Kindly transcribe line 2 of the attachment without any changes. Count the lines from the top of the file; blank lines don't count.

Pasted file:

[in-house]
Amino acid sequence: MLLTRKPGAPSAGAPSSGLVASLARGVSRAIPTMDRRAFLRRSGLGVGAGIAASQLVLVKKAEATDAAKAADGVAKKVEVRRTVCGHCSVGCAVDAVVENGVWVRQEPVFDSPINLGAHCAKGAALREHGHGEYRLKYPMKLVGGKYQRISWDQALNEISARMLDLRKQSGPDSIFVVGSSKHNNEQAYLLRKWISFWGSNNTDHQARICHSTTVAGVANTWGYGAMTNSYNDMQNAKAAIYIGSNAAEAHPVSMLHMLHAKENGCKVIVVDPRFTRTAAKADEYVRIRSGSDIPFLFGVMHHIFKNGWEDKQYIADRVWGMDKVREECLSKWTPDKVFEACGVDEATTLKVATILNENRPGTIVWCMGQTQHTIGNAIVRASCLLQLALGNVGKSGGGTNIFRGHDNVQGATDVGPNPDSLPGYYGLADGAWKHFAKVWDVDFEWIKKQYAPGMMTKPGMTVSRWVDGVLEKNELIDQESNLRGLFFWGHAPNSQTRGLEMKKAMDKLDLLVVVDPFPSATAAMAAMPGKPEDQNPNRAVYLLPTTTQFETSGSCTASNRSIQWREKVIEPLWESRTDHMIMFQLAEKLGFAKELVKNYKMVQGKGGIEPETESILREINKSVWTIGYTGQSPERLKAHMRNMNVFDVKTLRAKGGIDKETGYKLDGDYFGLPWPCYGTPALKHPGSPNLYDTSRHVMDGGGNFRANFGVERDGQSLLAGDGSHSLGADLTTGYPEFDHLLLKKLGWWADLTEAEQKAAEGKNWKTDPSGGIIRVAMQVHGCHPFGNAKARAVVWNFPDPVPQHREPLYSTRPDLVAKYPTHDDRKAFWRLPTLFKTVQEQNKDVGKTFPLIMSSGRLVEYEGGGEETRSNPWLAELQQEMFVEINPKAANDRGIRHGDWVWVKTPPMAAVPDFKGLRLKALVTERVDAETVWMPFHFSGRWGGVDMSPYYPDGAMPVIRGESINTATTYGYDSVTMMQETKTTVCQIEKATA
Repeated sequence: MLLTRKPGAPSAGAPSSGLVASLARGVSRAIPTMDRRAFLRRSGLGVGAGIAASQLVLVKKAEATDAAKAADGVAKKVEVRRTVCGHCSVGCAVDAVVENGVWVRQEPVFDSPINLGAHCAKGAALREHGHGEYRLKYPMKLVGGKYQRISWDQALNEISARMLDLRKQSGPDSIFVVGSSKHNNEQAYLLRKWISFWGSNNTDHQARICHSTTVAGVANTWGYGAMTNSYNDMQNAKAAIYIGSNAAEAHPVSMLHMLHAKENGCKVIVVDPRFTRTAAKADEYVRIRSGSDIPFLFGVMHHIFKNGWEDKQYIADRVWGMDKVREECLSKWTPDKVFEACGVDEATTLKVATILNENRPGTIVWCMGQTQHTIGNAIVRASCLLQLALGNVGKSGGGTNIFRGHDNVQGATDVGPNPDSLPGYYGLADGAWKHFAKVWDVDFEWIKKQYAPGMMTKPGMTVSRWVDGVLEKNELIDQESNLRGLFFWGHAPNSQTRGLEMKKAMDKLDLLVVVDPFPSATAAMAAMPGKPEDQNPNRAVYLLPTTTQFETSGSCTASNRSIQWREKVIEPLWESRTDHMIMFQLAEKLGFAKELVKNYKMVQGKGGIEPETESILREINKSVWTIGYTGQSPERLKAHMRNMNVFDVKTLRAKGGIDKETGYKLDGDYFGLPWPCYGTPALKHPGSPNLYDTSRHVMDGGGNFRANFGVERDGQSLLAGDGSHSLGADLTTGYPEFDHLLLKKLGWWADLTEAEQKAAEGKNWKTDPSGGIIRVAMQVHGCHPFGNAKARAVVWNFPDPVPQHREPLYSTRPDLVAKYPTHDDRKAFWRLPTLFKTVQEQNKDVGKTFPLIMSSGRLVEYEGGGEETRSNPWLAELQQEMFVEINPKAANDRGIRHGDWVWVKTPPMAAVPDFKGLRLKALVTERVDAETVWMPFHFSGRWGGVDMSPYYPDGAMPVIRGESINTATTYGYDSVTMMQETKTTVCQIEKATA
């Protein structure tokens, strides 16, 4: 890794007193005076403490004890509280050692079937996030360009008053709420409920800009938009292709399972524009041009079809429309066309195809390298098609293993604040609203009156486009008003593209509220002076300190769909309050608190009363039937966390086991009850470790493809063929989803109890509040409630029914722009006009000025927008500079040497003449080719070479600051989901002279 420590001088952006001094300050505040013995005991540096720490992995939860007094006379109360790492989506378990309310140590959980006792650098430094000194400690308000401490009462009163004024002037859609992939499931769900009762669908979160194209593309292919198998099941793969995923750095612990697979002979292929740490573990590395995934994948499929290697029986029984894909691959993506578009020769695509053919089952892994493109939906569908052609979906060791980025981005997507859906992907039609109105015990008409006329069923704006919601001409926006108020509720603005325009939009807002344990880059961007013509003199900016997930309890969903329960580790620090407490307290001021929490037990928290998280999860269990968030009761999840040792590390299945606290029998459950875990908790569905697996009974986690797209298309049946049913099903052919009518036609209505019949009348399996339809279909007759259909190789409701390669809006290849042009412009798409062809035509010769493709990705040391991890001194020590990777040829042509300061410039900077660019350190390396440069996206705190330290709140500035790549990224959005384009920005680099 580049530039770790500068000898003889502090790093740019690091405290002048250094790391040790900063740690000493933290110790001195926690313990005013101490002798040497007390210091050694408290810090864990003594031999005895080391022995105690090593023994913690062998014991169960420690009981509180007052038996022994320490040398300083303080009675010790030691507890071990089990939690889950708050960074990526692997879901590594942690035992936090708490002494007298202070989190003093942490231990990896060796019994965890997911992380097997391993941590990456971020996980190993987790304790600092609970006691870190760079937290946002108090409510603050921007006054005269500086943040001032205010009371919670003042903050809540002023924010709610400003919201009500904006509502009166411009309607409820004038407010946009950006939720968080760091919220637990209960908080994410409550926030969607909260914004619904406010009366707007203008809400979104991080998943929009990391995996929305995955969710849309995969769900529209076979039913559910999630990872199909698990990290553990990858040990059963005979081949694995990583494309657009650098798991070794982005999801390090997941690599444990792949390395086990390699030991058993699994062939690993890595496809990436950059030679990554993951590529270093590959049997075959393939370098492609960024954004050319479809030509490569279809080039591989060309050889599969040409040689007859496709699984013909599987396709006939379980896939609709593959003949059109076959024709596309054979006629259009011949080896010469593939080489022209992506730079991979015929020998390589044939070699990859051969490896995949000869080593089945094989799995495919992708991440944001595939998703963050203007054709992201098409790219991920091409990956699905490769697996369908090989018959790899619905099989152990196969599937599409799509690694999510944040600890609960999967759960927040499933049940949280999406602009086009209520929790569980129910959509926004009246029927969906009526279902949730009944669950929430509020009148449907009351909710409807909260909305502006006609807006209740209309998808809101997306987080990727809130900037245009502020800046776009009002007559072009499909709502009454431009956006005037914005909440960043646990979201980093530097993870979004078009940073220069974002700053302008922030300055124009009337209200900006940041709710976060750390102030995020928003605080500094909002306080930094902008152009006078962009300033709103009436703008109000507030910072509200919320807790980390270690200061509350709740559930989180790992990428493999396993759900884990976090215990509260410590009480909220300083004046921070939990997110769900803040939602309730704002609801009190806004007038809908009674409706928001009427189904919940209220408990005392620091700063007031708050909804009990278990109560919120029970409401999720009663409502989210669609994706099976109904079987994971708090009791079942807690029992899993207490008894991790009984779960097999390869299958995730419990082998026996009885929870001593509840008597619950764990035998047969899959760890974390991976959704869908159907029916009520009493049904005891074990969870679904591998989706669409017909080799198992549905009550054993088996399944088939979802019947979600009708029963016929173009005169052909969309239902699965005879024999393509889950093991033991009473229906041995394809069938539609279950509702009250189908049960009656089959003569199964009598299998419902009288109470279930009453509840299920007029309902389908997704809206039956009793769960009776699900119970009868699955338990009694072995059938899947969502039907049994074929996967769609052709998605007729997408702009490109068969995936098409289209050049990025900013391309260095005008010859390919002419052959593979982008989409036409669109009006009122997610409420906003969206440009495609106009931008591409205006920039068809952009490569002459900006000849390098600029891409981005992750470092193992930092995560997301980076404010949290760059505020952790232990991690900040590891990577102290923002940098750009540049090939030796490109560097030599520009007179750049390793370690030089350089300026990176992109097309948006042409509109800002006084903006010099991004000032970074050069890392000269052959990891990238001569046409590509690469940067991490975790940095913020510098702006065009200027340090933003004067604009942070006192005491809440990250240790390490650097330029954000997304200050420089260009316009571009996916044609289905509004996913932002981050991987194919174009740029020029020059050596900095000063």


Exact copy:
Amino acid sequence: MLLTRKPGAPSAGAPSSGLVASLARGVSRAIPTMDRRAFLRRSGLGVGAGIAASQLVLVKKAEATDAAKAADGVAKKVEVRRTVCGHCSVGCAVDAVVENGVWVRQEPVFDSPINLGAHCAKGAALREHGHGEYRLKYPMKLVGGKYQRISWDQALNEISARMLDLRKQSGPDSIFVVGSSKHNNEQAYLLRKWISFWGSNNTDHQARICHSTTVAGVANTWGYGAMTNSYNDMQNAKAAIYIGSNAAEAHPVSMLHMLHAKENGCKVIVVDPRFTRTAAKADEYVRIRSGSDIPFLFGVMHHIFKNGWEDKQYIADRVWGMDKVREECLSKWTPDKVFEACGVDEATTLKVATILNENRPGTIVWCMGQTQHTIGNAIVRASCLLQLALGNVGKSGGGTNIFRGHDNVQGATDVGPNPDSLPGYYGLADGAWKHFAKVWDVDFEWIKKQYAPGMMTKPGMTVSRWVDGVLEKNELIDQESNLRGLFFWGHAPNSQTRGLEMKKAMDKLDLLVVVDPFPSATAAMAAMPGKPEDQNPNRAVYLLPTTTQFETSGSCTASNRSIQWREKVIEPLWESRTDHMIMFQLAEKLGFAKELVKNYKMVQGKGGIEPETESILREINKSVWTIGYTGQSPERLKAHMRNMNVFDVKTLRAKGGIDKETGYKLDGDYFGLPWPCYGTPALKHPGSPNLYDTSRHVMDGGGNFRANFGVERDGQSLLAGDGSHSLGADLTTGYPEFDHLLLKKLGWWADLTEAEQKAAEGKNWKTDPSGGIIRVAMQVHGCHPFGNAKARAVVWNFPDPVPQHREPLYSTRPDLVAKYPTHDDRKAFWRLPTLFKTVQEQNKDVGKTFPLIMSSGRLVEYEGGGEETRSNPWLAELQQEMFVEINPKAANDRGIRHGDWVWVKTPPMAAVPDFKGLRLKALVTERVDAETVWMPFHFSGRWGGVDMSPYYPDGAMPVIRGESINTATTYGYDSVTMMQETKTTVCQIEKATA